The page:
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MOSSAD DAD: A TRUE HERO OF ISRAEL

Make a movie! … Or a Netflix series?

MOSSAD DAD: A TRUE HERO OF ISRAELBy SIGAL BEN DAVID

FATHER AVRAHAM joined the Palmach when he was just 17 years old; at 25, he became an Israeli intelligence agent. . (photo credit:” MAX YELINSON/ MAARIV)

Dar was one of the pioneers of the Israeli intelligence establishment.Avraham Dar, who passed away recently at the age of 94, was not a typical intelligence agent. He was nothing like the cold-hearted agents who hide in the shadows like you see in old movies. Dar was a lively and funny genius who spoke five languages fluently and befriended everyone he came across. These unique traits – combined with his ability to creatively weasel his way out of even the most complicated situations – often saved Dar from death.

“My father was an actor at heart,” says his son, film director and producer Gidi Dar. “I’m the one who’s most like him in the family. No one would ever have guessed that he worked as an intelligence agent. He was super intellectual and loved history. He would adjust his behavior depending on who he was speaking with. If he was talking with an Arab, he would act just like Arabs do. If he was talking with an Englishman, he would all of a sudden be speaking and moving like they do in the UK. And he was congenial with everyone. Nothing about him was simple, and he never answered questions as a normal person would. He grew up in a European intellectual atmosphere, but he adored Arab culture until the day he died.”

Dar was one of the pioneers of the Israeli intelligence establishment. Most of the intelligence operations he participated in during his career remain confidential until this day. He was born in Jerusalem in 1925 to a British-Yemenite father who served as an officer in the British military and a mother who comes from a veteran Jerusalem family. As a child, he loved being enmeshed in a whole range of cultures and that’s how he learned five languages at mother-tongue level: Arabic, Spanish, English, Hebrew and French.

“My father grew up in Jerusalem during the British Mandate period, with echoes from the previous Ottoman rule. His friends in the neighborhood were Kurdish, English and Arab. Everyone knew how smart he was, and he finished school way ahead of everyone else. He was always playing tricks, and absolutely everyone loved him. He was very curious about and had great respect for Arab culture.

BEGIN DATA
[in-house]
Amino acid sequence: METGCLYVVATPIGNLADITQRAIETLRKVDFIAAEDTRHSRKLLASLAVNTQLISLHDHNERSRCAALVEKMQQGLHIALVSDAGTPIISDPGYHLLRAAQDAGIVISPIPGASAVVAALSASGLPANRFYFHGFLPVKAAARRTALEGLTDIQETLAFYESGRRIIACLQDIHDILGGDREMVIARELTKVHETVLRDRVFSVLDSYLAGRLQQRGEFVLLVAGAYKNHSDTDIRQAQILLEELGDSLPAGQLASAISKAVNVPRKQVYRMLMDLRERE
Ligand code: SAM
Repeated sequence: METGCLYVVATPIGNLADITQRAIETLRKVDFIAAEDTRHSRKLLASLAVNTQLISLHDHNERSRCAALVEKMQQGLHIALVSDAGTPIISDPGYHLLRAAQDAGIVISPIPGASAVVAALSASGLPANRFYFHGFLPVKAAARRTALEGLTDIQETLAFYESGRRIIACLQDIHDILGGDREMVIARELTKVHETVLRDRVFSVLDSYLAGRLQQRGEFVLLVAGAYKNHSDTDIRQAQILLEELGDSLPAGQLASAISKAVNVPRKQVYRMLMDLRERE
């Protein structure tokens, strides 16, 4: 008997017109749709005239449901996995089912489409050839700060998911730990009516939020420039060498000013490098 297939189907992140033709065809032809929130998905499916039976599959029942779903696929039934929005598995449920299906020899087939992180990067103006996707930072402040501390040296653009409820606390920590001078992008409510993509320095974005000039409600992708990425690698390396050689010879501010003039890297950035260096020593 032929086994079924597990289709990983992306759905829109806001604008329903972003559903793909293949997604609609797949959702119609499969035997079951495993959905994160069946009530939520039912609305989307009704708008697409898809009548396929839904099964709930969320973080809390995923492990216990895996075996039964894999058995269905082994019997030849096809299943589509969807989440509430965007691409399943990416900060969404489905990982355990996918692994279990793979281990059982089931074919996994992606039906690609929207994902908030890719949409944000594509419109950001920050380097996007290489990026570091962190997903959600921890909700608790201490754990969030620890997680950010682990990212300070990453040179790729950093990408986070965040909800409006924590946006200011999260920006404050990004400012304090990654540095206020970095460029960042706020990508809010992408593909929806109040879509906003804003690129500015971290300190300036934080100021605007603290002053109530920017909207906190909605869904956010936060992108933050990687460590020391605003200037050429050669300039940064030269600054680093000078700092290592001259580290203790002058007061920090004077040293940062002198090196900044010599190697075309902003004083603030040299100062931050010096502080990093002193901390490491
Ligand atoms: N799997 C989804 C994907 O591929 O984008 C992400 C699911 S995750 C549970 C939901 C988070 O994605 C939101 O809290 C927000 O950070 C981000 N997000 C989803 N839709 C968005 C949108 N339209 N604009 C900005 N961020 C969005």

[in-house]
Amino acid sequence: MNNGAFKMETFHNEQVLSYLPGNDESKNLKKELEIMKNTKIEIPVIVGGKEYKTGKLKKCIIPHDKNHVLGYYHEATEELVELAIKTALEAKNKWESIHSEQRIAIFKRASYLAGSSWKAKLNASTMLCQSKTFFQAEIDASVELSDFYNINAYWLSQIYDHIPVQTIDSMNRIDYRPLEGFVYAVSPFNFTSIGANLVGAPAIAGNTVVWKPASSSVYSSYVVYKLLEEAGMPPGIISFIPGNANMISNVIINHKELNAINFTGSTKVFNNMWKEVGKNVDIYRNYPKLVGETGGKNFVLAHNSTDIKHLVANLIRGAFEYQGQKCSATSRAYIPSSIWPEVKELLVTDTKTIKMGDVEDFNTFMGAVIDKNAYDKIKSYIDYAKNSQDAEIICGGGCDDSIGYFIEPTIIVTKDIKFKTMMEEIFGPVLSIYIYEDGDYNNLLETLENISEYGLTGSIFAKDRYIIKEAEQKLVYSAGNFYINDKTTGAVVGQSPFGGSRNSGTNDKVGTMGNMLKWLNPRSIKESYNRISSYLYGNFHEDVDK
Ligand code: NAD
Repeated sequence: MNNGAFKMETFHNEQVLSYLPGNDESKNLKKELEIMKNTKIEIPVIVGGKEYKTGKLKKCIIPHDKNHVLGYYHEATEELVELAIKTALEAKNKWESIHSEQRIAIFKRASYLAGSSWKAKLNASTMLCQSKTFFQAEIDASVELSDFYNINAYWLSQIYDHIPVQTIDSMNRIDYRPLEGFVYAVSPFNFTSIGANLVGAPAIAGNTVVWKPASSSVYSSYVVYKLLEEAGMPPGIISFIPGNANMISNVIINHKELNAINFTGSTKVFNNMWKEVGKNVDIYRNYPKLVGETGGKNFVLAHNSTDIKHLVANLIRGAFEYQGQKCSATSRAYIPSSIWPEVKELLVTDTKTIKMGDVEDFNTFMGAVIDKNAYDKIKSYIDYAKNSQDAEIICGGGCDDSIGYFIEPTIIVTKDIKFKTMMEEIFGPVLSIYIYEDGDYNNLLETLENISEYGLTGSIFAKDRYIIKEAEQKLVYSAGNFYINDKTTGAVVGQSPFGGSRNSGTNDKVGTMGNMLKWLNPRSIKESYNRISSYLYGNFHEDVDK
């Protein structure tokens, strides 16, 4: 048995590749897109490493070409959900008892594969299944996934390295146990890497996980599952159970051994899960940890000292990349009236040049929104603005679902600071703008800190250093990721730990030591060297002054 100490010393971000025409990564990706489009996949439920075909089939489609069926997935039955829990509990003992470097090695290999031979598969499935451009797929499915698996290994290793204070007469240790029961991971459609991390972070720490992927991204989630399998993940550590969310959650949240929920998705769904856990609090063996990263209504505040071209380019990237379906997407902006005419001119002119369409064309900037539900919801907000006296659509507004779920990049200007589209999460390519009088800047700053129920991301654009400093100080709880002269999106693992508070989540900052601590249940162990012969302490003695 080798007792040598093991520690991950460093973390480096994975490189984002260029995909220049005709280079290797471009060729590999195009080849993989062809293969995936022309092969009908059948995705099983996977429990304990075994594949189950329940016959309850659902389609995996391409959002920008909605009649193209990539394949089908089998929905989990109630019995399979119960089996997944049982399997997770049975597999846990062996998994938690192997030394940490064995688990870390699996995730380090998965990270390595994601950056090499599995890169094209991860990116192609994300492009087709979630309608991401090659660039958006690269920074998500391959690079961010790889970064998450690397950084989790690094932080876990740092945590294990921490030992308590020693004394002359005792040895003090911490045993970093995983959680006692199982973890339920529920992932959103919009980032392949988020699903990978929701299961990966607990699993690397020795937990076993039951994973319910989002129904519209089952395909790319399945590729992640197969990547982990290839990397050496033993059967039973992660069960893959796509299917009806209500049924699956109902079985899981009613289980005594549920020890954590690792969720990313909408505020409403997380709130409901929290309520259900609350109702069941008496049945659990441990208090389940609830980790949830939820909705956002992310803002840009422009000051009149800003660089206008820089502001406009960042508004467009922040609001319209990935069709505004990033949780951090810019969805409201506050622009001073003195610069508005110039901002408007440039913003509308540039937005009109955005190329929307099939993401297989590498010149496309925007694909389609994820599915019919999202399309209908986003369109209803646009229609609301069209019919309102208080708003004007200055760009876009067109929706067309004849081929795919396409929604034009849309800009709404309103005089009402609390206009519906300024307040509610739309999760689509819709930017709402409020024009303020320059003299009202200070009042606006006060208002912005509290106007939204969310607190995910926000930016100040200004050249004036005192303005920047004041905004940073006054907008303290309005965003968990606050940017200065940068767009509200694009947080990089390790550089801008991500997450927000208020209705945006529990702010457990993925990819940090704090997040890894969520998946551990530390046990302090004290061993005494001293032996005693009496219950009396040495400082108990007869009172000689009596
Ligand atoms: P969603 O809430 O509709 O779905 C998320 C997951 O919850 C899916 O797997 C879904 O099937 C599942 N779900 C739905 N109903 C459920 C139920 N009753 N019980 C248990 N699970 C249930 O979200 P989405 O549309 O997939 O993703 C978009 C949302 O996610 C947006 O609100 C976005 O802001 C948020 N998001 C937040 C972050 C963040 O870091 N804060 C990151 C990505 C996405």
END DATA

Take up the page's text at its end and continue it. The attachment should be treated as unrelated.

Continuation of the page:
“His grandfather worked with the richest families in the world and his father was a respected soldier. The riots erupted in Hebron when he was just five years old, and he was saved by the sheikhs who hid and protected him, out of respect for my grandfather. He understood all of these different cultures deeply and his ability to move seamlessly from one scenario to another helped him in later years as a secret agent. Some people have even gone so far as to proclaim that he was the perfect spy, and I have to agree with this assessment.

“I remember my father use to tell lots of stories,” Gidi continues. “At one point, his father was put in charge of a British army warehouse. My father walked around, telling the soldiers that he was gathering walkie-talkies that needed fixing. Later, someone from the Irgun would come pick them up. But when they were leaving the army base, the Irgun members’ car broke down, and my father, with his perfect English and suave manner, was able to convince a few British soldiers to help them fix the car.

“Later, when the British began investigating the theft of the walkie-talkies, my grandfather slapped him in front of the investigators. When my father asked him later why he’d done that, he replied that this way the British would believe that he hadn’t known anything about it. Afterwards, they planted a few of the devices in Arab villages and then tipped off the British about their location. As a result, the investigators apologized to my grandfather.”

BY THE TIME Israel had gained independence, Dar had already amassed a tremendous amount of experience in the world of intelligence. When a concern arose that the Egyptians might invade by sea, Dar embarked on an intelligence gathering excursion, and was eventually captured in Cyprus. There, his captors broke his teeth with a rifle butt. Dar succeeded in escaping by dressing up as a British national, and upon returning to Israel, he was able to report on his findings – that there was no threat from Egypt at the moment.